Since announcing on July 20 he is leaving Team Penske after the 2021 NASCAR season to join Roush Fenway Racing as a driver and minority owner, Brad Keselowski’s on-track performance has fallen off. His third-place finish at New Hampshire Motor Speedway on July 18 is his last in the top five, he has been 24th or worse three times in the seven most recent races and led just 27 total laps during this span.
Despite an excellent history at Las Vegas Motor Speedway, Keselowski is priced as a 14-1 longshot on oddsboards throughout the betting market to win Sunday’s South Point 400 (7 p.m. ET on NBCSN/NBC Sports App, PRN and SiriusXM NASCAR Radio).
Over the seven Las Vegas races since 2018, Keselowski’s 4.86 average finish leads the Cup Series, per DriverAverages.com, and he has a win, four top fives and a 102.7 rating to boot. His second-place finish here this past spring came after winning the Stage 1 and finishing second in Stage 2.
His lame duck status with Penske, though, has bookmakers and bettors wondering if he’s a driver to fade not only this weekend but also for the rest of the season.
“There’s always a question when these guys are leaving to go to another team,” said Ed Salmons, vice president of risk management at SuperBook USA. “You always hear, ‘Well, he’s not getting the good stuff now.'”
Salmons, whose NASCAR numbers tend to influence the market, says the dynamic of a driver’s departure factors into his oddsmaking.
“Definitely,” he said. “You look at track history, you look at how they’re running, you look at what you think people are gonna bet, and you kind of go from there and settle on a price. It’s all baked into the number.”
Count Jim Sannes, a quantitative NASCAR analyst at numberFire, among bettors who won’t be invested in the No. 2 Ford on Sunday.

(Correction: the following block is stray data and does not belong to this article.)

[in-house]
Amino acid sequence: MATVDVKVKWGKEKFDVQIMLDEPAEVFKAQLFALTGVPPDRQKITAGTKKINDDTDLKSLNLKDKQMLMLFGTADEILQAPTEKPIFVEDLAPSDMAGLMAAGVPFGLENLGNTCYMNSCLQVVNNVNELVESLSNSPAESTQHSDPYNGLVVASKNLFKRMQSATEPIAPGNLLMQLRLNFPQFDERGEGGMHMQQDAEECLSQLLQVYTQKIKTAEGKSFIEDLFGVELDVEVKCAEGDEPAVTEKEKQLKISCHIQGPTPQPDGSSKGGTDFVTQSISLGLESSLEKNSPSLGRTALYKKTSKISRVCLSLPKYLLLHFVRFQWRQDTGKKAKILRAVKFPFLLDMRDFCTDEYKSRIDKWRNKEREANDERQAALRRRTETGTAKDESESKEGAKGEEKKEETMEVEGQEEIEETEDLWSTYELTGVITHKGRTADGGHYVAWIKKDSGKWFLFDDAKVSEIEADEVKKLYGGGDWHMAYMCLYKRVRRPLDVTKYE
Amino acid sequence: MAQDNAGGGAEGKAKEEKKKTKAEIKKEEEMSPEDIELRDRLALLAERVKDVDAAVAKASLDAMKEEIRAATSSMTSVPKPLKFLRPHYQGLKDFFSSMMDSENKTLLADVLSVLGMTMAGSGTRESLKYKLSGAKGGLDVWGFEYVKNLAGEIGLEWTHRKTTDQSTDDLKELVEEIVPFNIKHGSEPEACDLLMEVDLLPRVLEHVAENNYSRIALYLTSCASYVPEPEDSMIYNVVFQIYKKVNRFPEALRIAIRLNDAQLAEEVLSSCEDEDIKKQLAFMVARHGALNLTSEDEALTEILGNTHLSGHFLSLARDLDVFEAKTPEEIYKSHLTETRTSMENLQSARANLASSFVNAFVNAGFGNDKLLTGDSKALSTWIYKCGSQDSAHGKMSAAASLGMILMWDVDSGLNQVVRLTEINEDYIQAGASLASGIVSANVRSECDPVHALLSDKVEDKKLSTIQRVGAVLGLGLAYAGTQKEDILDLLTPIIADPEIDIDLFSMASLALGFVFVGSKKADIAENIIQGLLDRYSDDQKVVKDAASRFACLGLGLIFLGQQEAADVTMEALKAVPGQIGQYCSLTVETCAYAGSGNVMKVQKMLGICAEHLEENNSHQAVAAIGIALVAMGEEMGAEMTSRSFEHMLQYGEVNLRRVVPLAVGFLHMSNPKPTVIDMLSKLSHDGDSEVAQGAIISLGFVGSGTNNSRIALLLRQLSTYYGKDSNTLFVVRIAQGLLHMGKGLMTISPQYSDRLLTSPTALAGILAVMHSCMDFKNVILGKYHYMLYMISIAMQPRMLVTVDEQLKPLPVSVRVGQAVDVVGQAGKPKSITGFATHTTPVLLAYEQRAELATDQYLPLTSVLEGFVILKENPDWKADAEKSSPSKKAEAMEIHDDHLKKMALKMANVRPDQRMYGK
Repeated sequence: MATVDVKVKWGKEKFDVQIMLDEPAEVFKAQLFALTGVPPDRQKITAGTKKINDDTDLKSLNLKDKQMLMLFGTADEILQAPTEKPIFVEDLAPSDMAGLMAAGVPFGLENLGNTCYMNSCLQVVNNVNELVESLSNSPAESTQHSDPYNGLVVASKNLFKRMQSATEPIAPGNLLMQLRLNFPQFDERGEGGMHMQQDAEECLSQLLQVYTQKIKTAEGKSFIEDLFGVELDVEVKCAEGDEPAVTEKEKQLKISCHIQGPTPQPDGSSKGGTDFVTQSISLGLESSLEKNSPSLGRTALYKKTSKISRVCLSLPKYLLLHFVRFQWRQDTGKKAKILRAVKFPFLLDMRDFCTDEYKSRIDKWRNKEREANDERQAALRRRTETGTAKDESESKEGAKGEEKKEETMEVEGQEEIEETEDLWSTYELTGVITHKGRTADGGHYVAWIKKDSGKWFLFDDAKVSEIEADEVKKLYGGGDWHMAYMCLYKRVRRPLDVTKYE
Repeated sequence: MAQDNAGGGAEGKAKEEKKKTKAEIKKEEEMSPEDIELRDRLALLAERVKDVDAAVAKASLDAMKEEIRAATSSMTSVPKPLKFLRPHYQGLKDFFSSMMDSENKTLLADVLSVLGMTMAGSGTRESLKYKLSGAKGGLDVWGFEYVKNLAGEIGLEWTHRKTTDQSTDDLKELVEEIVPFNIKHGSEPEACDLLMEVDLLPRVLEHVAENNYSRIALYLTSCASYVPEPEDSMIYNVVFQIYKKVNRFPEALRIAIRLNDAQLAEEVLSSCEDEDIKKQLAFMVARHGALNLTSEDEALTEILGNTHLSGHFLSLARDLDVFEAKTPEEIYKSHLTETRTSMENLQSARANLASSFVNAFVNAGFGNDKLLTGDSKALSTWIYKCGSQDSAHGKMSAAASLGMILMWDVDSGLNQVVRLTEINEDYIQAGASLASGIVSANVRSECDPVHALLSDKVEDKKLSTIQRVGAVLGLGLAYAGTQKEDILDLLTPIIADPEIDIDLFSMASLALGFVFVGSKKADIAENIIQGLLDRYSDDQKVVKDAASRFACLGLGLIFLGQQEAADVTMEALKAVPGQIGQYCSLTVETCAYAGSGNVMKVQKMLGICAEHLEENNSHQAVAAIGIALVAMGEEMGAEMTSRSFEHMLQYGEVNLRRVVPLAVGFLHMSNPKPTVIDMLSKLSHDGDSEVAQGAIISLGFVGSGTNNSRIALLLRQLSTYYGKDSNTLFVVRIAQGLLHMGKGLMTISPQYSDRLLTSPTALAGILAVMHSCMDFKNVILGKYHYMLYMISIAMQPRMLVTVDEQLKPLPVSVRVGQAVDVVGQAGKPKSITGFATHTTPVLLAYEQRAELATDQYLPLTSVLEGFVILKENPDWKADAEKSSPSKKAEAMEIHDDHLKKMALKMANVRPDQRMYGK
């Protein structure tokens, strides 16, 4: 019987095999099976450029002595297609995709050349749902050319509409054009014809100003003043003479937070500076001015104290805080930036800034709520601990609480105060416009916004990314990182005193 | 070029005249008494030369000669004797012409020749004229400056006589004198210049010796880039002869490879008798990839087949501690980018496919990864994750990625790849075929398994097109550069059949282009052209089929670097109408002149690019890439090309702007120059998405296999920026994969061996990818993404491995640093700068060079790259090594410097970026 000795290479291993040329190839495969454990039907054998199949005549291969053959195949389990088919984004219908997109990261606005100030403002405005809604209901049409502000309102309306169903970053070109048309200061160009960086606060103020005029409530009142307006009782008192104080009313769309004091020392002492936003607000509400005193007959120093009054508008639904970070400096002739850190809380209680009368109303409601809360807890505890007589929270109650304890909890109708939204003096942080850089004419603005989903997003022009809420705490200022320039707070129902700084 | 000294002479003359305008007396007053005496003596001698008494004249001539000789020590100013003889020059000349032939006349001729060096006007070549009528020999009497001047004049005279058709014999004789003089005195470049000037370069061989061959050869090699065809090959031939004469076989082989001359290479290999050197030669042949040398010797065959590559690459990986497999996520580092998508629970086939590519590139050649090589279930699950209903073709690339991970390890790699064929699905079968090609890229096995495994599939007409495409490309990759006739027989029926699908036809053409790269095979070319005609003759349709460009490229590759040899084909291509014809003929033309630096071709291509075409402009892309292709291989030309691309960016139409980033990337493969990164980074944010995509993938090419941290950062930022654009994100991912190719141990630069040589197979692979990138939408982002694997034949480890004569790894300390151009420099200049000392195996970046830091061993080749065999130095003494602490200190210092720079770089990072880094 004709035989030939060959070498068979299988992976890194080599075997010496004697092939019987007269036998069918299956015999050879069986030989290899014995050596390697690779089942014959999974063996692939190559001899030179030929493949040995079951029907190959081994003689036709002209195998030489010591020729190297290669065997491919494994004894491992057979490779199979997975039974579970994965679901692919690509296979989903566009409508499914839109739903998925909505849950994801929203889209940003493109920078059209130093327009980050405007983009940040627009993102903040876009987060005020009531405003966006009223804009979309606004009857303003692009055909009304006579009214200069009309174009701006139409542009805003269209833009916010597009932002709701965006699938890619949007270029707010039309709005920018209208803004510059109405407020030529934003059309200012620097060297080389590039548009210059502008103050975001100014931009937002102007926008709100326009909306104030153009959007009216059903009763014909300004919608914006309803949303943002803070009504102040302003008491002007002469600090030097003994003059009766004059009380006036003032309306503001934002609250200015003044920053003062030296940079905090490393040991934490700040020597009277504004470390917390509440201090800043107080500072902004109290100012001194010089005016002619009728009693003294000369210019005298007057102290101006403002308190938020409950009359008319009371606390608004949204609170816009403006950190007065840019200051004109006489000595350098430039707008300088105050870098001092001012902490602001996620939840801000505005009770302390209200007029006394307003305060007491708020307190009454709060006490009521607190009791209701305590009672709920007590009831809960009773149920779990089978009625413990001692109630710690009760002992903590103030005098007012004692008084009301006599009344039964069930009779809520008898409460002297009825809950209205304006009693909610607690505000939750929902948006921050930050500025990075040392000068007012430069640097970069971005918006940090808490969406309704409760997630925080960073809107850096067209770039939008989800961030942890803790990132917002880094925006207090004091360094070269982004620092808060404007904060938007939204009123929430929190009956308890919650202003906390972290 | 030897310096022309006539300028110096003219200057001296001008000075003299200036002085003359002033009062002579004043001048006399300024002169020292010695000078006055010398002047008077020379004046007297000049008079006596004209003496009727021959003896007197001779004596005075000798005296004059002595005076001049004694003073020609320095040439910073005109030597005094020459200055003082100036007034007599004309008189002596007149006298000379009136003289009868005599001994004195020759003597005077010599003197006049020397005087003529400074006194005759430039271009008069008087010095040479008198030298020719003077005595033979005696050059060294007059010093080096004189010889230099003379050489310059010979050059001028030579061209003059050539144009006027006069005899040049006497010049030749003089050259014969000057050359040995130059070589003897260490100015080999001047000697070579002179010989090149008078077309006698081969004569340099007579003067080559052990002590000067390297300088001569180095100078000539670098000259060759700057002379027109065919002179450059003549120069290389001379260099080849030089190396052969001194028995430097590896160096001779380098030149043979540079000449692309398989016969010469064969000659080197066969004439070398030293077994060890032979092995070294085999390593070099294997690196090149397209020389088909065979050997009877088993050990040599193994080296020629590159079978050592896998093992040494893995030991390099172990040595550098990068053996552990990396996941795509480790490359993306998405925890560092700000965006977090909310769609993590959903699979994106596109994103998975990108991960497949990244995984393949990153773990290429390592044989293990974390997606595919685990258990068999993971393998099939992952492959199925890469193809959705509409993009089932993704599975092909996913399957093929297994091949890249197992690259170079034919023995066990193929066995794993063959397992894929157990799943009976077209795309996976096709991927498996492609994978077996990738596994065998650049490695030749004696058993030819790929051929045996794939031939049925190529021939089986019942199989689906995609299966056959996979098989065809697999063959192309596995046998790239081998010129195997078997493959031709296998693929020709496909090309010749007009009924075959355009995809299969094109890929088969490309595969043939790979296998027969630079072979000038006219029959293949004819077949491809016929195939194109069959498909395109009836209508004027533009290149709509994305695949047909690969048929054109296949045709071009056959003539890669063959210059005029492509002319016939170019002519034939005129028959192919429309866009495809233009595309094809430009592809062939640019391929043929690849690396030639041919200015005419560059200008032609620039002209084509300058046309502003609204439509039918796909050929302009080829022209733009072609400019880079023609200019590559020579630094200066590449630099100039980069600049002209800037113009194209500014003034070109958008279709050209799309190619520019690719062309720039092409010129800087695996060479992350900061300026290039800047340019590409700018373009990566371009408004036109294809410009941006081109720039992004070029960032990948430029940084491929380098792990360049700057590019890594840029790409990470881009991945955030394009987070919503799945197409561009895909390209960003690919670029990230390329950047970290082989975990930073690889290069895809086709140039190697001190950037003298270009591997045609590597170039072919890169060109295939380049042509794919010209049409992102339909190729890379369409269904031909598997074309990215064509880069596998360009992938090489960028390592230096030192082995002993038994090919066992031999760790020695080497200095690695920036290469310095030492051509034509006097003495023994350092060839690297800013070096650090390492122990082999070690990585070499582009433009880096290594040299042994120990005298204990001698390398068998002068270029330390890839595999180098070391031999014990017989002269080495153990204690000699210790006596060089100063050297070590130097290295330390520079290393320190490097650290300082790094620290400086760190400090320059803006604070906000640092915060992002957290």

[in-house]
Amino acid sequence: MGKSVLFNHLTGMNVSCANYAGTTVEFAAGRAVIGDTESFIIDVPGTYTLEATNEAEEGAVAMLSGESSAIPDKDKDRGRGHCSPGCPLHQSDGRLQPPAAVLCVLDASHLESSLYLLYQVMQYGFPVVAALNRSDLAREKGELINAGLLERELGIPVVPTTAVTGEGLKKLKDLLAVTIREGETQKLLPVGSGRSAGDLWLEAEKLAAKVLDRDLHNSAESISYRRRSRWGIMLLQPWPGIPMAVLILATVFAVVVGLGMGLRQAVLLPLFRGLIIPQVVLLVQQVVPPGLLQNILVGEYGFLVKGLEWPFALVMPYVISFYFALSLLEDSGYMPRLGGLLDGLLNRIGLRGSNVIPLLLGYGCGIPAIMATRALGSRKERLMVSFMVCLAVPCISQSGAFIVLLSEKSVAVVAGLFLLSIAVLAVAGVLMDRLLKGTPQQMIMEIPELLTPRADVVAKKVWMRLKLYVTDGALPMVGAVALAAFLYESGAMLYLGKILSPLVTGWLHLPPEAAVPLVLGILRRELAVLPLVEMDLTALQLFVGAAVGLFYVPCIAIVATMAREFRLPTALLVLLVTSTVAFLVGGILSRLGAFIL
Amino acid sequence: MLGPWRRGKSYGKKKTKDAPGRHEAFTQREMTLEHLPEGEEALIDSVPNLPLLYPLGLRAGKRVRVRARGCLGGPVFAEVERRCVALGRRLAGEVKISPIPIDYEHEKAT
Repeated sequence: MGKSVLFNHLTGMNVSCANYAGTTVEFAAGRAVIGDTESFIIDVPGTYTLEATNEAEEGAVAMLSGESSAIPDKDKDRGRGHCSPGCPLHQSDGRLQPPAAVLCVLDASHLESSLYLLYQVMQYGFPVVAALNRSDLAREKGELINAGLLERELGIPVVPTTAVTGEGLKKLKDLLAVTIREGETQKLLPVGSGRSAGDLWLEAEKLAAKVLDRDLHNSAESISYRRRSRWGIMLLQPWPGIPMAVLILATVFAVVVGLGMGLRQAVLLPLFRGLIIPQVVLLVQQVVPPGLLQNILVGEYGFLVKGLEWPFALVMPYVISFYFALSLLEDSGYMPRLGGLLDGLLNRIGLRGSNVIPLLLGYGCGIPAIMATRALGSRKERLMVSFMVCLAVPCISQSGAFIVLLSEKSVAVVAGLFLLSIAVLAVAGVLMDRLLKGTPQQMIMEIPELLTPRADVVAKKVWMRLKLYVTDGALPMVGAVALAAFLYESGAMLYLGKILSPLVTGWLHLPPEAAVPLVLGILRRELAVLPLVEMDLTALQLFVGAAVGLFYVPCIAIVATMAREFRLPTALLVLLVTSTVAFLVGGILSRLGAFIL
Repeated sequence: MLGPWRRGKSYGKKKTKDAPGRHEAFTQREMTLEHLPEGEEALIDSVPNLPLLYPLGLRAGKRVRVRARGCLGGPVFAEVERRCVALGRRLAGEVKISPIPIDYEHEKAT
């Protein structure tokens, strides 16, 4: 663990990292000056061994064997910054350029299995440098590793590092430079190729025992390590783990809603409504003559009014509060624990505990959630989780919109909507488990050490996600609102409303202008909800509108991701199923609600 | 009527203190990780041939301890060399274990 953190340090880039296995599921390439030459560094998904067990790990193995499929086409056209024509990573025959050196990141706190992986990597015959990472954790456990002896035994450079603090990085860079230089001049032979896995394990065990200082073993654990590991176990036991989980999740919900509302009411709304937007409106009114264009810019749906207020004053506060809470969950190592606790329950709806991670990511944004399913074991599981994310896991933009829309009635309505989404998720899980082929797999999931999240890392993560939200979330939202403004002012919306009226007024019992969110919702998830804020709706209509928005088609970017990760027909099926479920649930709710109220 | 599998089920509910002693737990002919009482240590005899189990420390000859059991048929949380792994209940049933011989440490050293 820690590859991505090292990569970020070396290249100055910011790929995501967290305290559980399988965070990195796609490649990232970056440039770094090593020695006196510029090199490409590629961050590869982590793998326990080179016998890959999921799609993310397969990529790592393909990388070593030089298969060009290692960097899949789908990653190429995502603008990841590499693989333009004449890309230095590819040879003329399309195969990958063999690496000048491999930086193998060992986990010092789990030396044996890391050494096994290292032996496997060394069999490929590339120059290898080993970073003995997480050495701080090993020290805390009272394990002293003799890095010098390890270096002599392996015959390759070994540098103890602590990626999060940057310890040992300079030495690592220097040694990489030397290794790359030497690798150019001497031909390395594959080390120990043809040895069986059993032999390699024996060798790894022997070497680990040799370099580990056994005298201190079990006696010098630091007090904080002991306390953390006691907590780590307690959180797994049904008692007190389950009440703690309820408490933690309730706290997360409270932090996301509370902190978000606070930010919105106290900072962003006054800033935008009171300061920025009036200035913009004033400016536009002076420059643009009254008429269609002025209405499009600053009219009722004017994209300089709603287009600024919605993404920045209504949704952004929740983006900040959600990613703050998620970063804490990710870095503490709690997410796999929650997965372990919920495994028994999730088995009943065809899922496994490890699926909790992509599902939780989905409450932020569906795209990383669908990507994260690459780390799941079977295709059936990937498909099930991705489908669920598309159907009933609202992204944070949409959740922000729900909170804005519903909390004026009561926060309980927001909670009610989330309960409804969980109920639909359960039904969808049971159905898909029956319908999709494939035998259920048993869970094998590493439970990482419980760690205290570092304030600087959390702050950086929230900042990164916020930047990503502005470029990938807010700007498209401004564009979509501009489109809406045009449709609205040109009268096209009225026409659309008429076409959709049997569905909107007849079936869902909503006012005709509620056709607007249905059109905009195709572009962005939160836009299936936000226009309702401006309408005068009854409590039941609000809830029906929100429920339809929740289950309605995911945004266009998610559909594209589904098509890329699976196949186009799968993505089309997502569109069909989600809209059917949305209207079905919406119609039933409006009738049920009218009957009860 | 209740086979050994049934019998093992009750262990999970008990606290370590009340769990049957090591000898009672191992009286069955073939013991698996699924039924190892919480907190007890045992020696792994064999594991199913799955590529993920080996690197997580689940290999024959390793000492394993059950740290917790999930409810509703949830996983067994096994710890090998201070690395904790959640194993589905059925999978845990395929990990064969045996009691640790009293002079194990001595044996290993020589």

Michigan International Speedway is the only oval the circuit has visited since New Hampshire to employ the 550-horsepower, high-downforce package that will be used in Las Vegas (per Salmons, Michigan is not a useful comparison to Vegas). So most of the races that have been run since Keselowski’s announcement are not included in Sannes’ model. That means the model does not take into account Keselowski’s recent dip.
Sannes said he would have considered downgrading Keselowski had his simulations overrated him by not factoring in his impending departure from Penske. But even without adjustments, the sims give Kes just a 3.5% chance to win Sunday; 14-1 odds imply a 6.67% chance.
Had his sims not met the smell test, Sannes said in a direct message: “I’d basically treat Keselowski as if he’s not in the 2 car anymore because — at least to me — he’s effectively not. And even if the sims still showed value in him, I’d simply ignore it and not bet him. I’m not touching him right now.”
Zack White, though, a professional sports bettor who specializes in NASCAR, is not making a downward adjustment on Keselowski.
“Maybe if he wasn’t racing for a championship or (was) leaving on bad terms. Or if the team was folding,” White said in a text message. “Everyone still wants to win in this case, so no change for me.”
And even if Penske resources are being deployed more heavily to Joey Logano and Ryan Blaney, Salmons isn’t counting Keselowski out, either. Salmons puts Kes in the rare company of drivers who can steal a race when he’s not in the best car, pointing to last year’s Coca-Cola 600 as an example.
“(Chase) Elliott had the race won and (William) Byron got a flat, and they decided to pit (Elliott) from the lead when no one else pitted,” Salmons said. “Keselowski just drove around two laps and won the race that he had zero business winning.”
Marcus DiNitto is a writer and editor living in Charlotte, North Carolina. He has been covering sports for nearly two-and-a-half decades and sports betting for more than 10 years. His first NASCAR betting experience was in 1995 at North Wilkesboro Speedway, where he went 0-for-3 on his matchup picks. Read his articles and follow him on Twitter; do not bet his picks.